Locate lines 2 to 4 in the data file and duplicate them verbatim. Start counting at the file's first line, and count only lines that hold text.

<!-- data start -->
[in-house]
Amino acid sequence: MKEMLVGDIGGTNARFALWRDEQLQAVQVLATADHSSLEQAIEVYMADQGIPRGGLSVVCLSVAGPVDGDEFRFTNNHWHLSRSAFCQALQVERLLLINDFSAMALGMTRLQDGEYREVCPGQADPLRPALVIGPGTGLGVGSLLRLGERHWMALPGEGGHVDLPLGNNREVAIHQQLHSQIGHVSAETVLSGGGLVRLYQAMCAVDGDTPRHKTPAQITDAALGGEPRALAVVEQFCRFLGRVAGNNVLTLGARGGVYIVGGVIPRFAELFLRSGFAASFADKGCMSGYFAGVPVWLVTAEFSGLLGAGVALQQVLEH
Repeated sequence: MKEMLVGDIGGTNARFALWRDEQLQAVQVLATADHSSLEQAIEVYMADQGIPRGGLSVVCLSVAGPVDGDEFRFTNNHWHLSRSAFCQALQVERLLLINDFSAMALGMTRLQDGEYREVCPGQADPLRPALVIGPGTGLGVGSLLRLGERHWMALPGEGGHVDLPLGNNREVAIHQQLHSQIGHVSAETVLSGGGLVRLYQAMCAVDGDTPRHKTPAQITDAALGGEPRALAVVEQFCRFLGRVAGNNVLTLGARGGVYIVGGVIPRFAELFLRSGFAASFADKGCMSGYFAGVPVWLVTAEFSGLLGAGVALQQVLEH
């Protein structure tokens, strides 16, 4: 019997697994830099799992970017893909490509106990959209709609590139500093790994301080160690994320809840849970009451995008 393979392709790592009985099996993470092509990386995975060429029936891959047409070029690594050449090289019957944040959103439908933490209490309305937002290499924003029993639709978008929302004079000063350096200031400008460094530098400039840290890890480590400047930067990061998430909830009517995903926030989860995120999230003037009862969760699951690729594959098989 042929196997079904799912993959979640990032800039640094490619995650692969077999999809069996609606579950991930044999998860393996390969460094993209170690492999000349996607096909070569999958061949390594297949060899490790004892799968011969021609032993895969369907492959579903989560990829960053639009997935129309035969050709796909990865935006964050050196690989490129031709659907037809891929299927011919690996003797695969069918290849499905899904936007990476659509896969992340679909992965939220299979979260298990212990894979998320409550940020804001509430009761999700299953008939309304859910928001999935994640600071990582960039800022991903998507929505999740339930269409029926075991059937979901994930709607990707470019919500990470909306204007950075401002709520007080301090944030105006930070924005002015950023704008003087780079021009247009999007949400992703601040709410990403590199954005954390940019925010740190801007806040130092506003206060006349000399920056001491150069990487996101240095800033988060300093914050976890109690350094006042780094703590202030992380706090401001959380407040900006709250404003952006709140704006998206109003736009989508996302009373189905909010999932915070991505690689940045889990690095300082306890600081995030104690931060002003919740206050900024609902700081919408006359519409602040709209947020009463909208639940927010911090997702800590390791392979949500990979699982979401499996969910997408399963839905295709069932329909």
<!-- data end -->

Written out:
Amino acid sequence: MKEMLVGDIGGTNARFALWRDEQLQAVQVLATADHSSLEQAIEVYMADQGIPRGGLSVVCLSVAGPVDGDEFRFTNNHWHLSRSAFCQALQVERLLLINDFSAMALGMTRLQDGEYREVCPGQADPLRPALVIGPGTGLGVGSLLRLGERHWMALPGEGGHVDLPLGNNREVAIHQQLHSQIGHVSAETVLSGGGLVRLYQAMCAVDGDTPRHKTPAQITDAALGGEPRALAVVEQFCRFLGRVAGNNVLTLGARGGVYIVGGVIPRFAELFLRSGFAASFADKGCMSGYFAGVPVWLVTAEFSGLLGAGVALQQVLEH
Repeated sequence: MKEMLVGDIGGTNARFALWRDEQLQAVQVLATADHSSLEQAIEVYMADQGIPRGGLSVVCLSVAGPVDGDEFRFTNNHWHLSRSAFCQALQVERLLLINDFSAMALGMTRLQDGEYREVCPGQADPLRPALVIGPGTGLGVGSLLRLGERHWMALPGEGGHVDLPLGNNREVAIHQQLHSQIGHVSAETVLSGGGLVRLYQAMCAVDGDTPRHKTPAQITDAALGGEPRALAVVEQFCRFLGRVAGNNVLTLGARGGVYIVGGVIPRFAELFLRSGFAASFADKGCMSGYFAGVPVWLVTAEFSGLLGAGVALQQVLEH
């Protein structure tokens, strides 16, 4: 019997697994830099799992970017893909490509106990959209709609590139500093790994301080160690994320809840849970009451995008 393979392709790592009985099996993470092509990386995975060429029936891959047409070029690594050449090289019957944040959103439908933490209490309305937002290499924003029993639709978008929302004079000063350096200031400008460094530098400039840290890890480590400047930067990061998430909830009517995903926030989860995120999230003037009862969760699951690729594959098989 042929196997079904799912993959979640990032800039640094490619995650692969077999999809069996609606579950991930044999998860393996390969460094993209170690492999000349996607096909070569999958061949390594297949060899490790004892799968011969021609032993895969369907492959579903989560990829960053639009997935129309035969050709796909990865935006964050050196690989490129031709659907037809891929299927011919690996003797695969069918290849499905899904936007990476659509896969992340679909992965939220299979979260298990212990894979998320409550940020804001509430009761999700299953008939309304859910928001999935994640600071990582960039800022991903998507929505999740339930269409029926075991059937979901994930709607990707470019919500990470909306204007950075401002709520007080301090944030105006930070924005002015950023704008003087780079021009247009999007949400992703601040709410990403590199954005954390940019925010740190801007806040130092506003206060006349000399920056001491150069990487996101240095800033988060300093914050976890109690350094006042780094703590202030992380706090401001959380407040900006709250404003952006709140704006998206109003736009989508996302009373189905909010999932915070991505690689940045889990690095300082306890600081995030104690931060002003919740206050900024609902700081919408006359519409602040709209947020009463909208639940927010911090997702800590390791392979949500990979699982979401499996969910997408399963839905295709069932329909």